Many state and local governments tried to limit the spread of college fraternities. So, chapters increasingly turned to their inter/national leaders to protect their organizations. This need culminated in the creation of fraternity umbrella associations. The National Panhellenic Council (est. 1902 – NPC – white girls), National Interfraternity Conference (est. 1909 – NIC – white boys), and National Pan-Hellenic Council (est. 1930 – NPHC – black boys and girls) were established with such intents.
They rooted their role to protect their respective organizations’ membership standards in the freedom of speech and association. It was, at the time, not out of the necessity to preserve the segregationist standards (society accepted those), only the rights of their organizations to exist on college campuses.
Civil Rights Movement: The First Major Inter-Fraternal Crisis
Those inter/national organizations succeeded in protecting their organizations for many decades. But times were changing, and there was a national movement to desegregate colleges and the fraternities which sprung from them. This marked what is probably the first true, inter-fraternal battle to preserve identity rights – they just happened to be segregationist.
Although much of the story of fraternity desegregation has to do with court orders to change governing documents, and then later rituals – we should not overlook the heroes of this movement: student chapters and voting delegates.
Faced with “zero-tolerance” policies from their inter/national organizations, many chapters openly challenged their respective fraternity’s membership standards. Chapters would initiate (or try to initiate) men of other religions or ethnicities. More importantly, campaigns at fraternity conventions to desegregate our organizations were led primarily by student members – well before the courts took action, in some cases.
A Failure Brought From Within
In this way, inter/national fraternity leaders failed in their role to protect the simple, objective, but segregationist membership standards of their organizations. Worse than that was the fact that much of the damage was done from within. Members organized to flex their legislative muscle, working with external actors like schools and governments to make their voices heard.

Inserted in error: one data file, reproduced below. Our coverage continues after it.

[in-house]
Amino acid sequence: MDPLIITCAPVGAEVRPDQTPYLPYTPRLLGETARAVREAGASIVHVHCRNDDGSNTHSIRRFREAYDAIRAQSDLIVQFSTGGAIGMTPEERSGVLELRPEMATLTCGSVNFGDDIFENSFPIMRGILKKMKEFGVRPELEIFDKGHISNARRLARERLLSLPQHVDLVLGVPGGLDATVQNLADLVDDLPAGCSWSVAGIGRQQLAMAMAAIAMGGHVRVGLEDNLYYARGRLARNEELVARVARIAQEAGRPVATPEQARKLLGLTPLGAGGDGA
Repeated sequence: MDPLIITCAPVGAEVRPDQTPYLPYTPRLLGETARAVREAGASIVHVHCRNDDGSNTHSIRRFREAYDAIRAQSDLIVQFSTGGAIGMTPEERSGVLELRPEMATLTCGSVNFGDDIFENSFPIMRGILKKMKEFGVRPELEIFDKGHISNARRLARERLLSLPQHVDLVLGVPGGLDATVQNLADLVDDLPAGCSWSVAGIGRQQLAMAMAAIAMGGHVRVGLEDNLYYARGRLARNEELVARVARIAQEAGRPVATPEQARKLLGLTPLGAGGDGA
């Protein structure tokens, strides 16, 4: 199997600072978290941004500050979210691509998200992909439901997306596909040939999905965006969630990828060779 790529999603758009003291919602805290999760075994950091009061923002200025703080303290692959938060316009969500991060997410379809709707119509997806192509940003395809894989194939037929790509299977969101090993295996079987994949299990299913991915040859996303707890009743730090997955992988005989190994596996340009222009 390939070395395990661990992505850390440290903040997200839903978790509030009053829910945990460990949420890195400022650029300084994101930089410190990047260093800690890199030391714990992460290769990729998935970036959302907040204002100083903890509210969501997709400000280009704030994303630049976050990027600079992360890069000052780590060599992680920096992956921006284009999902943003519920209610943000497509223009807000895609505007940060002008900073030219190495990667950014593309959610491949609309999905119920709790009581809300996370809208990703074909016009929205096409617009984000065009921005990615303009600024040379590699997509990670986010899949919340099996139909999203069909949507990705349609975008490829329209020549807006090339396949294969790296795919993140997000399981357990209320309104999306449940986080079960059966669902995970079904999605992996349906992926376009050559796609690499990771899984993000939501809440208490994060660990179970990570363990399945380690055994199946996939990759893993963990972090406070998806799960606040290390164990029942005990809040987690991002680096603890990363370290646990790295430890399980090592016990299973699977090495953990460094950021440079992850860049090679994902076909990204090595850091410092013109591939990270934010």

Many of us know the horrifying feeling of losing control. It can happen when a car spins in circles on the ice, when one receives a grim diagnosis, or with the loss of a loved one.
Fraternity leaders failed in their mission and lost their organizational identities. I believe they “over-corrected” to maintain their standards, reassert control over students, and “save” their inter/national organizations. Those priorities are reflected in the leadership and policies of fraternities to this day: whatever it takes to protect the inter/national corporation and its name.
The erosion of religious affiliation was a slower, but concurrent process, and can be attributed to similar social factors as ethnic desegregation. As schools opened their doors to students from a greater variety of backgrounds, fraternity men started to make friends with people who weren’t allowed in their organization.
So fraternity leaders “lost” religious homogeneity along with ethnic homogeneity. It is important that we treat these two equally when we discuss “desegregation” of fraternities, because religious affiliation was as much a part of our former identities as ethnic homogeneity.
Every Action Has A Reaction
Let’s dive further into what inter/national fraternity leaders “lost” in the battle over desegregation and what fraternity leaders did to “correct” what was lost.
First, they lost simple, objective standards of membership – ones which were reinforced by a members’ parents, school, and place of worship – segregationist as they were.